The American Wildfire Experience’s Wildland Fire Digital Storytelling Micro-Grant initiative
The 2020 Wildland Fire Digital Storytelling Micro-Grant application is now closed.
At The American Wildfire Experience, we want to encourage and promote quality wildland fire storytelling that helps tell the story of wildland fire and shines a light on our human relationship with wildland fire. That’s why we started our Wildland Fire Digital Storytelling Micro-Grant initiative.
It is our hope that these grants will encourage thoughtful wildland fire storytelling by active fire practitioners, improve the production value of our grantee’s creative works by providing digital storytelling equipment/tools, and that this will help begin to build a cadre of wildland firefighters developing engaging content well aligned with AWE’s mission. Each year we offer a handful of micro-grants to international applicants at $500.00 (USD) each.
If you’re interested in applying next year, consider checking out the resources below. Your project application should demonstrate a clear and thoughtful vision, defined deliverables, compelling reason why we should fund you, and a specific objective.
- Click here to see the full list of questions and an example application from the 2020 application cycle.
- Click here for information about 2020 project eligibility.
Here is an off-the-cuff video answering common questions about the grants and the application process. It’ll give you an idea of what the grants are all about and the general application process itself.
Interested in checking out some successful 2019 micro-grant projects? Take a look at this multimedia project by videography grant winner Amanda Monthei about the pioneering women of the Zigzag Hotshots, this photography project exploring mental health of wildland firefighters by photography grant winner Lucy Grainger, or this writing project to launch her Thoughtfire Media Boots in Both Worlds initiative by writing grant winner Krysal Hazen-McCreary.
What is digital storytelling?
At The American Wildfire Experience, we define digital storytelling as the process of coupling personal stories with broader public issues (like wildland fire) by leveraging digital technology and media to showcase stories and the storytellers. We consider digital storytelling to be a process of community building and an integral part of educating the public about wildland fire.
Digital storytelling can take many shapes – such as a thoughtful series of photographs with creative captions posted on Instagram, a short video with interviews, fireline footage, and/or narration shot on your smartphone and shared on Vimeo, or a blog-post that showcases writing and artwork from the fireline. These are just a few examples of digital storytelling that wildland firefighters are creating every season. Put simply, at The American Wildfire Experience, we want to encourage and promote quality wildland fire storytelling that helps influence public perceptions about wildland fire and shines a light on our human experience with fire.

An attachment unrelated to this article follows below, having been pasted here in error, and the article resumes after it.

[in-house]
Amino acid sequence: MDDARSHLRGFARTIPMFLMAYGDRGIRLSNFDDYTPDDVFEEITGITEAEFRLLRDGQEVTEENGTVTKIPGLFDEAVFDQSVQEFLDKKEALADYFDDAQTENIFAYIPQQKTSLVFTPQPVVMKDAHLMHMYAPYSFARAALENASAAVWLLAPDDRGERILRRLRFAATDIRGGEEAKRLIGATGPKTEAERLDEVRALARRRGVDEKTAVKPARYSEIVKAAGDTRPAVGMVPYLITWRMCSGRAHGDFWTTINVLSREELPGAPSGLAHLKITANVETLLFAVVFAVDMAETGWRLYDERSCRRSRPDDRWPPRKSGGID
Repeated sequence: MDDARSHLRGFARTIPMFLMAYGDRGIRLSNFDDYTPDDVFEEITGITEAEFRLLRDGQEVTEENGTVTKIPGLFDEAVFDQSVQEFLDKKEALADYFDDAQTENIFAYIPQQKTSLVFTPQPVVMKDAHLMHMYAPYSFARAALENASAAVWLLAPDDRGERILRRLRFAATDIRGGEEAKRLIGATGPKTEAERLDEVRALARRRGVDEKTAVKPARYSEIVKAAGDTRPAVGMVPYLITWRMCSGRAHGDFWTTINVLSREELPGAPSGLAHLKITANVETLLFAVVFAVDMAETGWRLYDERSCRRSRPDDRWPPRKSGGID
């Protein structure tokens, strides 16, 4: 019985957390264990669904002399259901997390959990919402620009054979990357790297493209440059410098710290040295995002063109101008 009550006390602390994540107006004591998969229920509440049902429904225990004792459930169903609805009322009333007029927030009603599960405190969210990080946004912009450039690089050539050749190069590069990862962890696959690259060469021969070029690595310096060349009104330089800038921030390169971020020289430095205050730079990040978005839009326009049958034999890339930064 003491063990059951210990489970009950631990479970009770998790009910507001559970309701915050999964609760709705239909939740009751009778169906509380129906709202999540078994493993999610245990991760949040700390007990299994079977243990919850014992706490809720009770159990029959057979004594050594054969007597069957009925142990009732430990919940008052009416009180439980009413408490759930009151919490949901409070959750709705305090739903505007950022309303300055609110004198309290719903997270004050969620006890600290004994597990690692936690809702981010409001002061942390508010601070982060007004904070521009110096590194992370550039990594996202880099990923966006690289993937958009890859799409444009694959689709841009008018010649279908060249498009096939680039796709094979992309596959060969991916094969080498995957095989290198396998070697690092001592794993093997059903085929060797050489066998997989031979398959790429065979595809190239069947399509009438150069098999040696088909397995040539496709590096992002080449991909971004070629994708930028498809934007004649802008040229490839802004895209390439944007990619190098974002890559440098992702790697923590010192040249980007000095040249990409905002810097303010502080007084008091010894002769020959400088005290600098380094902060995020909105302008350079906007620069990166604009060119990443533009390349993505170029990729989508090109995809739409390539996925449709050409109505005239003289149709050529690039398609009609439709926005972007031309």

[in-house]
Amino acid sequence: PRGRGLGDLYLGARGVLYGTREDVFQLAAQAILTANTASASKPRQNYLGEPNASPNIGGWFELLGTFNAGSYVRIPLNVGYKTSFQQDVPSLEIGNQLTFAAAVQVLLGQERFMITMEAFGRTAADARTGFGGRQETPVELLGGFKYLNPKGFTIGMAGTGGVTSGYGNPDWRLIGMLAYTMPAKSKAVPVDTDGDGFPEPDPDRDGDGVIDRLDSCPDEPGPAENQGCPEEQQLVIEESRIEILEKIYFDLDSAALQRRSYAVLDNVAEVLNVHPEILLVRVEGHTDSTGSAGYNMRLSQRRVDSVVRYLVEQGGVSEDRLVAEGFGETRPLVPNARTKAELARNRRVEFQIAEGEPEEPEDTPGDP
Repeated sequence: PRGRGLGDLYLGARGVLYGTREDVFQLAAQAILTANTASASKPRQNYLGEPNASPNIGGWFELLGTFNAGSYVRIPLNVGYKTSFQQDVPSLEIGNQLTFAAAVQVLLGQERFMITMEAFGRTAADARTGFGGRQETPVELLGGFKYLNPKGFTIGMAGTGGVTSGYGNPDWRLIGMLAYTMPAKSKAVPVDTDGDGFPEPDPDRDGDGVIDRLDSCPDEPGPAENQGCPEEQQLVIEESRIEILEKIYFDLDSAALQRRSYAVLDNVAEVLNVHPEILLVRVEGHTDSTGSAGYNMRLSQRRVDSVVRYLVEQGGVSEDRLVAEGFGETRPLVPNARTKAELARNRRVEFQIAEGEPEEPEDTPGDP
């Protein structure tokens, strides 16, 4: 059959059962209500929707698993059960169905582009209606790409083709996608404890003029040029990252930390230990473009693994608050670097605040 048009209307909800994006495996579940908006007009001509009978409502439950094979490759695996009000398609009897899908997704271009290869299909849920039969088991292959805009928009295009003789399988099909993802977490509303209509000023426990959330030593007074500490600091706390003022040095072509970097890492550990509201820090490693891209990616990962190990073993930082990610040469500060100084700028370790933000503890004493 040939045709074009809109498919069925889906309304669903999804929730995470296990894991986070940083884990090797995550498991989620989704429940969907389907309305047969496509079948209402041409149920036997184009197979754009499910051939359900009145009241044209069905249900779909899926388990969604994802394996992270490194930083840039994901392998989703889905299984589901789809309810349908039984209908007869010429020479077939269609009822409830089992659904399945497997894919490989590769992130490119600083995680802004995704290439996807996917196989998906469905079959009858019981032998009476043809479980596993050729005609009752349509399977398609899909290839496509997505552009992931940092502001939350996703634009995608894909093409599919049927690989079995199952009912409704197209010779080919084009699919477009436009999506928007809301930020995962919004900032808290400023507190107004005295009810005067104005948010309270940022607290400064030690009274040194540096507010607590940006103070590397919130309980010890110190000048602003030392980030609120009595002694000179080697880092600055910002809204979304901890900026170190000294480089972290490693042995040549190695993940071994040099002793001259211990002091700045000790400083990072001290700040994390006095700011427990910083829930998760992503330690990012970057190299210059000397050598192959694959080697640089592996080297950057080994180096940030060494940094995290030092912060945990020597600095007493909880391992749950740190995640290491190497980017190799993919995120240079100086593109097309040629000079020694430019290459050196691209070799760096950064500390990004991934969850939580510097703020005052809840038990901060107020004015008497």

What are Micro-grants?
Micro-grants are simply small grants in terms of funding amount. In our case, we offered $500.00 grants with the hope that these grants would encourage thoughtful wildland fire storytelling by active content creators on social media, improve the production value of our grantee’s creative works by providing digital storytelling equipment/tools, and will begin to build a cadre of wildland firefighters developing engaging content well aligned with AWE’s mission.
The 2019 and 2020 grants were made possible through the generous support of MYSTERY RANCH and WATERAX, and through private donations from Peter and Jane Carpenter and Bethany Hannah. If you are interested in donating to our 202o grant cycle, you can learn more here!
Get involved outside of the grants:
If you are a wildland fire digital storyteller (e.g., love to capture the story of fire through fireline photography, film, or writing), we intend to offer another micro-grant cycle for the 2021 fire year, with applications opening this winter. If you’d like to apply, we encourage you to tag us in your social media posts this fire season using the hashtags: #wildfireexperience, #AWEfirestories, #thesmokeygeneration, and #lifeonthefireline to shine a spotlight on your work.
Another way to get involved is just to start sharing the story of wildland fire in a responsible and creative way through your normal outlets — when you post images on social media, take the time to describe what’s going on, what the fire is doing to improve or harm the landscape within which its burning, what you have to do in order to complete your assignment/task/etc. Take the time to compose photographs and videos that show different sides of the same story to bring awareness to the nuances and complexities of wildland fire. Showcase the human element – the camaraderie, the joys, the shared misery, the hardships, and the triumphs. Telling your story is important and powerful — become a champion of the story of fire and you’ll have a far-reaching impact on how the public perceives what we do as wildland firefighters (and why it’s important). Have a safe and creative fire season!